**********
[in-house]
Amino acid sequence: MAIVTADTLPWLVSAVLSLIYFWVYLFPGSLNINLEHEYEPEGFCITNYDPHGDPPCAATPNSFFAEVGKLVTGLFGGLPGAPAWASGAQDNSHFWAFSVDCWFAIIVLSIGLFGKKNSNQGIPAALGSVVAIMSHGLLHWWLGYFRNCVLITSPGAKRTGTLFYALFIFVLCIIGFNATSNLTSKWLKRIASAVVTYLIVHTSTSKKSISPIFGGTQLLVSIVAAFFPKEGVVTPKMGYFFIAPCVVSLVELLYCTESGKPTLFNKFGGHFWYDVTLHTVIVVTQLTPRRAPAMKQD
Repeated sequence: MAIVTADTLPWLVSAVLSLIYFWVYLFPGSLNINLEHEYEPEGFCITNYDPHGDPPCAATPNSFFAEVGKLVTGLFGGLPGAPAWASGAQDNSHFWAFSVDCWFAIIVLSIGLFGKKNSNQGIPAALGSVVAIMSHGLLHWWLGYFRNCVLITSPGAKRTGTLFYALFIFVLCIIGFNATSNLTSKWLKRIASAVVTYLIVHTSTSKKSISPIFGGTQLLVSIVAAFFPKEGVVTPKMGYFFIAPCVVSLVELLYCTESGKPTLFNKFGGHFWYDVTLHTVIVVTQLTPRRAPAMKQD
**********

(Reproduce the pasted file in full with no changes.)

[in-house]
Amino acid sequence: MAIVTADTLPWLVSAVLSLIYFWVYLFPGSLNINLEHEYEPEGFCITNYDPHGDPPCAATPNSFFAEVGKLVTGLFGGLPGAPAWASGAQDNSHFWAFSVDCWFAIIVLSIGLFGKKNSNQGIPAALGSVVAIMSHGLLHWWLGYFRNCVLITSPGAKRTGTLFYALFIFVLCIIGFNATSNLTSKWLKRIASAVVTYLIVHTSTSKKSISPIFGGTQLLVSIVAAFFPKEGVVTPKMGYFFIAPCVVSLVELLYCTESGKPTLFNKFGGHFWYDVTLHTVIVVTQLTPRRAPAMKQD
Repeated sequence: MAIVTADTLPWLVSAVLSLIYFWVYLFPGSLNINLEHEYEPEGFCITNYDPHGDPPCAATPNSFFAEVGKLVTGLFGGLPGAPAWASGAQDNSHFWAFSVDCWFAIIVLSIGLFGKKNSNQGIPAALGSVVAIMSHGLLHWWLGYFRNCVLITSPGAKRTGTLFYALFIFVLCIIGFNATSNLTSKWLKRIASAVVTYLIVHTSTSKKSISPIFGGTQLLVSIVAAFFPKEGVVTPKMGYFFIAPCVVSLVELLYCTESGKPTLFNKFGGHFWYDVTLHTVIVVTQLTPRRAPAMKQD